4. We all know MPT for Switch is a thing...It's just a matter of when Nintendo is actually going to reveal it. As for Super Metrioid, I'd love to see them do something similar to what they did with Metroid II and Samus Returns on the 3DS. I'm surprised that game wasn't a Super Metroid remaking. I guess they were saving that for the Switch...?
  5. 1. Metroid Prime: Hunters 2. Metroid Prime: Federation Force* 3. Super Metroid 4. Metroid Prime 5. Metroid Other M - AM2R 6. Metroid Fusion 7. Metroid 8. Metroid Zero Mission 9. Metroid Prime 3 10. Metroid Prime 2 11. Metroid Prime Pinball* 12. Metroid: Samus Returns 13. Metroid II** Metroid games that I've 100% completed: Metroid Prime: Hunters, Metroid Prime: Federation Force, Super Metroid, Metroid Prime, Metroid Other M, Metroid: Samus Returns * I ranked Federation Force and Prime Pinball purely on how I enjoyed them as games against the item-based progression design Metroid games typically go by. - I'm going to show love to AM2R for being the better Metroid II remake. With how much time I have in my Top 5, it'll be hard for AM2R to close the gap, but it's definitely a game I should replay at some point. ** Metroid II is at the bottom of my list for being monochrome, but I enjoy the game more overall than I do Metroid: Samus Returns which had gameplay designs that didn't appeal much to me. I'm mainly giving credit to what Metroid: Samus Returns did atmospherically in ranking it higher.
  6. With some fans speculating that Metroid Prime 4 will appear at the Game Awards, what are your expectations for the game when it is first shown and what are you hoping for from the final product? When do you think the game will release and does a later release date impact your expectations for Prime 4? I currently expect to see Metroid Prime 4 fill up that December release for 2019 as I expect Pokemon to be their big November release. Ideally, I would've wanted to see Metroid Prime 4 release around the anniversary of Prime 1, but I think December would be a good fit given the month has been used for big Switch titles already like Xenoblade Chronicles 2 and Super Smash Brothers Ultimate. If Prime 4 slips to 2020, the later in the year it releases the more I would want a multiplayer experience to be present. Multiplayer to me is the main reason why the game could end up in 2020, but I'm not really anticipating a full fledged multiplayer experience out of Metroid Prime 4. I would like to be wrong though and it is something I would like to see happen again in both a cooperative and competitive fashion.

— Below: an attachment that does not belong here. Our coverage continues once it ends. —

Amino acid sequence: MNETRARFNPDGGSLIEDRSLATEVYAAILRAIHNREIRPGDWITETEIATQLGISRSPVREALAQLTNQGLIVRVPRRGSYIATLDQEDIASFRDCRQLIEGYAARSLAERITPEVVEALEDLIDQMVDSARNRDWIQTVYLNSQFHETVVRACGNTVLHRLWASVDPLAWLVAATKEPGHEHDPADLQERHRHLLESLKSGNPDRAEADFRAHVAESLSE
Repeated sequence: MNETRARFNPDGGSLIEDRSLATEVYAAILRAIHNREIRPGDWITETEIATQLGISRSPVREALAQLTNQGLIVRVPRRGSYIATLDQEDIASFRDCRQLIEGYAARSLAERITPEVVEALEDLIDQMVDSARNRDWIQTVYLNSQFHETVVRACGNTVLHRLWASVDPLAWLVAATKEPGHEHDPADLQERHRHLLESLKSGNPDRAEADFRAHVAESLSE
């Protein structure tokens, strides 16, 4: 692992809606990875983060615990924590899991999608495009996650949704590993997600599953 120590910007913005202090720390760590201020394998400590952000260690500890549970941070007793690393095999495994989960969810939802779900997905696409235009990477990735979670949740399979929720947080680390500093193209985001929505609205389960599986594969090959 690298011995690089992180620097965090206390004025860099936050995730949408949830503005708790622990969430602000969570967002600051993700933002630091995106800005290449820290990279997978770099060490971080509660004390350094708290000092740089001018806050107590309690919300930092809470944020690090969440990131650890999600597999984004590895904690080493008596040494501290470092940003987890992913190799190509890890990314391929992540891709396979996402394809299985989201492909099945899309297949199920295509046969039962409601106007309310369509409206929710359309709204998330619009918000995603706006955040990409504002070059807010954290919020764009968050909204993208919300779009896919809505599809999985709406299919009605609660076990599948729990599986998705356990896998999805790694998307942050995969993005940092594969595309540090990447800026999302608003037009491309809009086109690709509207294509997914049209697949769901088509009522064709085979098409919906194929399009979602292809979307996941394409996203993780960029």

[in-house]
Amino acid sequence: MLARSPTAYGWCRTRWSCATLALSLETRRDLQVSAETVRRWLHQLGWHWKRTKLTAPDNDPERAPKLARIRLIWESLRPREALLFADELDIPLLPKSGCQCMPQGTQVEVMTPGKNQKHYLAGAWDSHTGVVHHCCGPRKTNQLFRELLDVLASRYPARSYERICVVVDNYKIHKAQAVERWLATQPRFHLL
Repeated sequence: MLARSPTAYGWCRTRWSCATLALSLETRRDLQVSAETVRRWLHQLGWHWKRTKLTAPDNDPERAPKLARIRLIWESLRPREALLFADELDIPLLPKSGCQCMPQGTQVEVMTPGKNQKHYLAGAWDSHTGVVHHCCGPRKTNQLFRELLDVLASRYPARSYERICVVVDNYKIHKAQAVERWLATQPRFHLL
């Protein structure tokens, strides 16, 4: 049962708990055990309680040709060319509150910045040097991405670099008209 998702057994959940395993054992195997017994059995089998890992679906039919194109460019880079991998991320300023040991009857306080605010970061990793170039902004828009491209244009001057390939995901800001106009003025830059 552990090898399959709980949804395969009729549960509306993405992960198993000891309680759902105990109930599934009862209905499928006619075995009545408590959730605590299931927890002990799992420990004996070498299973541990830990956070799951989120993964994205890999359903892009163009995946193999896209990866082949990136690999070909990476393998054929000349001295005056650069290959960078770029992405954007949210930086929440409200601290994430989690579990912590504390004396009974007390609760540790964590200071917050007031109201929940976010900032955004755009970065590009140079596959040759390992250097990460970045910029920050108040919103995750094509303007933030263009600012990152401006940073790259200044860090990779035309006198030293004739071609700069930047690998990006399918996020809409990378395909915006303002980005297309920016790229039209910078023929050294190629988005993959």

7. Never thought I'd see the day. Since Metroid Prime 4 is all but officially conformed to be done by Namco, or at the very least a new team handling MP4, am not too worried about it, but I'd be a bit more concerned about Donkey Kong Country's future if this is all true, given the state DK was in for awhile after the Rare buyout. I don't know, but maybe if Retro's lucky, it'll just be some change in management, though with how quiet it's been on Retro's end for awhile now, talks of a possible shut down doesn't surprise me too much at this point, sorry to say...